“This is not my art project; this is my life.” As one of indie music’s most enigmatic artists, Sufjan Stevens has always concerned himself with the ‘expansion’ of his sound. The electronica of Enjoy Your Rabbit, the lo-fi folk of Seven Swans, the baroque pop of Illinois; his prior efforts all culminating in his most divisive album yet, 2010’s The Age of Adz. The 75-minute apocalyptic opus, complete with orchestral crescendos and discordant electronics, was an achievement not only for its drastic change of style, but for shifting the lyrical focus from narrative, to themes and emotion on a personal scale. His music had always been hauntingly beautiful, and quietly life-affirming, but it had never sounded so relatable, and so intimate.
It’s interesting to note then, though his delicately finger-picked guitar, fluttering piano, and hushed whisper of a voice may suggest otherwise, intimacy is a word unfamiliar to Stevens. His mother, Carrie (for whom the record is named, alongside his stepfather), left him and his family at the age of 1. He was then raised with his siblings – with whom he describes his relationship with as ‘camaraderie’, rather than love – in a home that left little time for casual enjoyment. Carrie, suffering from depression, schizophrenia, and substance abuse, had only sporadic interactions with her children, up until her death in late 2012. The passing devastated Stevens, leaving a vacancy within him that was never entirely occupied in the beginning.
Carrie & Lowell, written in the period succeeding his mother’s passing, provided the canvas for Stevens to articulate his thoughts. He sings of suicidal thoughts, regret, love, life, and religion. Eloquent as always, and poetic in nature, he has never been quite so stark, and as resolute. Fittingly, with lyrics so honest and raw, gone are the choirs, orchestras, and electronics, leaving only an acoustic guitar, piano, and his voice. The resulting record is understated, and evidently gorgeous; yet, sorrow is laced throughout, as well as an undercurrent of angst and moodiness.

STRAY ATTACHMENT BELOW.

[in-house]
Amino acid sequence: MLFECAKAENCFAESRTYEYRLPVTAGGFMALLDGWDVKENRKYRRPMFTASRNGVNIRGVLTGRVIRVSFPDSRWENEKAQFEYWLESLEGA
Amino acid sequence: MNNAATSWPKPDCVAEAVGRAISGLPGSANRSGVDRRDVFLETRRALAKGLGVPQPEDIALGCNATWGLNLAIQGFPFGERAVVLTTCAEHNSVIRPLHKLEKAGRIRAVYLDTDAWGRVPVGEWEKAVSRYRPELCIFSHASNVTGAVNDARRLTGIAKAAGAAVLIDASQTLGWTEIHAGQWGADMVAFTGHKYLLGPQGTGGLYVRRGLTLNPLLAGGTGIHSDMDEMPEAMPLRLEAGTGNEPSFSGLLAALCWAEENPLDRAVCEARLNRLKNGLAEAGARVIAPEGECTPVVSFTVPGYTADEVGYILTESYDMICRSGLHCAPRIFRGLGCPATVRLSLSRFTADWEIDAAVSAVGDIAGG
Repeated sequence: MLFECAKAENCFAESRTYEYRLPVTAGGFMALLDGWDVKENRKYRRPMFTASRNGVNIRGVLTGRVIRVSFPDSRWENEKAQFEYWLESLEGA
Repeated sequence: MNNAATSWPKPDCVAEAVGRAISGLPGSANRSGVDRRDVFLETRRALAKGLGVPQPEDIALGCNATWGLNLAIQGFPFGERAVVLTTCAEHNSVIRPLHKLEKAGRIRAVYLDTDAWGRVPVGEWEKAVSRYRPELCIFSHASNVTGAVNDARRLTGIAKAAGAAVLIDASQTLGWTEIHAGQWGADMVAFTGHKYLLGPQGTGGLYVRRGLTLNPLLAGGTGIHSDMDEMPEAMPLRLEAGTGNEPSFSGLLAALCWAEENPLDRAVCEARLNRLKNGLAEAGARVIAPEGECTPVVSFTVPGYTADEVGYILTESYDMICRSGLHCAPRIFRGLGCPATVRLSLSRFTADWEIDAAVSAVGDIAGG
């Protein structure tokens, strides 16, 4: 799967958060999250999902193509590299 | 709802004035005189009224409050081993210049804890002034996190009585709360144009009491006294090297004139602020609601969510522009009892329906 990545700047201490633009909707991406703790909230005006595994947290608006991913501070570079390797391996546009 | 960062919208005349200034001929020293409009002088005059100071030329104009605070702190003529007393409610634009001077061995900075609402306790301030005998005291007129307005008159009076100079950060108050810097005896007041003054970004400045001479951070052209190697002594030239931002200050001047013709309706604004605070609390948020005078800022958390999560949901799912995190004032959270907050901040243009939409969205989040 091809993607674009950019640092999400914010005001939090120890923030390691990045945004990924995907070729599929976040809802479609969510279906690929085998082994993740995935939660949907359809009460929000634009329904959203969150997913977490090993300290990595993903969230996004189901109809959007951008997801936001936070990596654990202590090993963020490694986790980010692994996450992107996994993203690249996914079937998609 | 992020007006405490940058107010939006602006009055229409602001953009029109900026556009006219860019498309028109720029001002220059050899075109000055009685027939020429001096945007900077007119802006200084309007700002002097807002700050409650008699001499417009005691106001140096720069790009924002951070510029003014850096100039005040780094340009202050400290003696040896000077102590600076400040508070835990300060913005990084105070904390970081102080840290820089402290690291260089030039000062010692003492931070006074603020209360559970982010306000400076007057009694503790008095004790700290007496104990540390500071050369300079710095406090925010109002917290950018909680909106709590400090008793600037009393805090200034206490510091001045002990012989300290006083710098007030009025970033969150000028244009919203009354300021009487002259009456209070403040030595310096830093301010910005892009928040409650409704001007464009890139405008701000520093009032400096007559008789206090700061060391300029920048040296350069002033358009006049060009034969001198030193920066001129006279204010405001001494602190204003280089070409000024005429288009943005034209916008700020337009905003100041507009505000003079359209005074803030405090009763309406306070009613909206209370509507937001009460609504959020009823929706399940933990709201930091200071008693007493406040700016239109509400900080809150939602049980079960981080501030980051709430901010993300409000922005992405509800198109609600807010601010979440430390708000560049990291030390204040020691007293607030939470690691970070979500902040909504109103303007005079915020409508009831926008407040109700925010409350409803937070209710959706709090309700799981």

The poignant, “The Only Thing”, is the track that best exemplifies his struggles. Questioning the reason to live, “The only thing that keeps me from cutting my arm / Cross hatch, warm bath, Holiday Inn after dark”, and questioning his mother and her abandonment, “I wonder, did you love me at all?” Similarly, on lead single, “No Shade in the Shadow of the Cross”, he sings of how he dealt with his mourning (“My only lover / Give out to give in / I search for the capsule I lost”), claiming acts of rebellion, and substance abuse, were his way of getting closer to her. “I long to be near you”, he croons in the delicate opener, “Death with Dignity”. Stevens consistently voices his hesitation towards the future, but knows all too well that though the path may be uncertain, the destination is not; “Every road leads to an end.”
Clearly, Carrie & Lowell is a gloomy album, by anyone’s standards. The album frequents the ideas of endings, and ghosts; death is referenced on almost every track. In comparison, light is only mentioned twice on the entire record. It makes these moments gleam, and they serve a distinct purpose. “Make the most of your life, while it is rife / While it is light.” The only guidance of its kind on the album, actively encouraging the life he seems so willing to forgo.
However, it is on the second track, the standout, “Should Have Known Better”, where he offers a true glimmer of hope; “My brother had a daughter / The beauty that she brings, illumination.” Even someone who felt as incarcerated, and as void of intimacy, as Stevens, acknowledges that though a life must ultimately come to an end, there is an undeniable beauty in the creation of new life. Most artists would tend to close a depressing record on such an uplifting note, but as mentioned above, Carrie & Lowell was not made to accommodate the listener, or to prove his musical capability. This isn’t Funeral, nor is it a touching coming-of-age story; this is his life, and it’s all the more beautiful for it.